A NY Times photo gallery of growing number of home/car/health other appliances and devices that we can increasingly control with our smartphones. Photo of LG appliances which can be managed via smartphone.
As HIMSS kicks off in New Orleans, Txchnologist discusses the medical apps marketplace
“(The) medical app industry, currently valued in the hundreds of millions of dollars with some 40,000 apps available for download in the iTunes store. This boom is thanks to entrepreneurs from various backgrounds who are combining medical research with the latest developments from the digital world to create new and promising applications of medical information technology.”
and has several examples including
“Cardiio, (in photo) which, unlike most medical apps, requires no connection to the user’s body. Here’s how it works. Every time your heart beats, the blood volume in your face increases. Higher blood volume absorbs more light and, therefore, reflects less light. The nifty software in Cardiio uses the camera on your device to detect these very small changes that are usually invisible to the human eye. It then uses the data to calculate how many beats per minute your heart is ticking at. Based on research conducted in 2010, the Cardiio team claims that the app is accurate to about 3 bpm.”
“The Wisconsin-based company Asthmapolis created a small device that attaches to an inhaler and syncs with a smartphone. The device helps users identify the time and location they use their inhaler, which provides valuable data for health-care professionals. Recovery Record is an app aimed at curbing eating disorders that uses a similar format as Prevent and WellDoc, another app and online platform that targets a number of chronic diseases.”
“In addition to allowing consumers to bring in and connect to personal mobile devices, the vehicle will also act as its own mobile device, enabling embedded vehicle capabilities,” said Mary Chan, president, Global Connected Consumer, General Motors. “Turning this vision into a reality starts with enabling fast, reliable and responsive connectivity within the vehicle. Through this built-in 4G LTE connection we have the opportunity to reinvent the mobile experience inside a vehicle.” Over time, applications of widespread in-vehicle 4G LTE connectivity will enable vehicles to interact directly with their environment to enhance safety, efficiency and convenience for drivers and passengers. 4G LTE will make services such as real-time traffic and navigation updates possible, pulling information from the cloud.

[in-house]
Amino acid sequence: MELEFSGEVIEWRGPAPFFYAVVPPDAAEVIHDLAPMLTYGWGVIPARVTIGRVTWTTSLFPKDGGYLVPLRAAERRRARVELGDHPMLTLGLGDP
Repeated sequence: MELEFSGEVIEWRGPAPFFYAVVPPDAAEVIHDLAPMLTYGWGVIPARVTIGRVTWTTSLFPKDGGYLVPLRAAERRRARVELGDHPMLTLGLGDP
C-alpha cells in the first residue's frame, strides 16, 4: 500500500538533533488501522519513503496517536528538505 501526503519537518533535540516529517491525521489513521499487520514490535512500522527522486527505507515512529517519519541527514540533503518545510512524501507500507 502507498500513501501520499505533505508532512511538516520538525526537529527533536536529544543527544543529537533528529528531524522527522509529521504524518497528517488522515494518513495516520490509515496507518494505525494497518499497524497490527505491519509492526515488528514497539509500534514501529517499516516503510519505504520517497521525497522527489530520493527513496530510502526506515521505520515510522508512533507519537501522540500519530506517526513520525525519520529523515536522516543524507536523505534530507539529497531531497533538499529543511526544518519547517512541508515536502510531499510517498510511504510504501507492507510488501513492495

Meanwhile at the Mobile World Congress in Barcelona, Ford is showing off its EcoSport connectivity (in picture) with a streaming music arrangement with Spotify
“We had projected (the London Olympics) would be about 10% below Beijing because Michael Phelps won eight gold medals, and how could you top that? And the [Beijing] time zone was so far away that a lot of events were broadcast live in the U.S. Europe is the most difficult for that live factor. So we budgeted it down 10% and in fact came in up 10%. Why? Well, social media was something the NBC team embraced. We also used all our networks [NBC, CNBC, MSNBC, Telemundo, Bravo, USA, and many others], not just one. The number of hours of television was unprecedented. We put every single event live online and had mobile apps. The cable side of the company, Xfinity, had on-demand information on every American athlete on laptops, on mobile phones. We had 40 million to 50 million on-demand sessions in 17 days.
So the public could not get enough ways to experience and touch the Olympics, and that bodes well for the future model. (Comcast) is in a position to take an event or a news happening or a movie and expose it as widely as possible in a very fragmented world, different from almost any other media or telecommunications company out there.”
NY Times on the crowdsourcing at this week’s Fashion Week in NYC
“fashion designer Alexander Wang is joining forces with Samsung to create a new print based on doodles, sketches and photographs that are being contributed via smartphone by some of the top names in fashion.”
Meanwhile at the Paris Fashion Week couple of weeks ago, 3D printing caught attention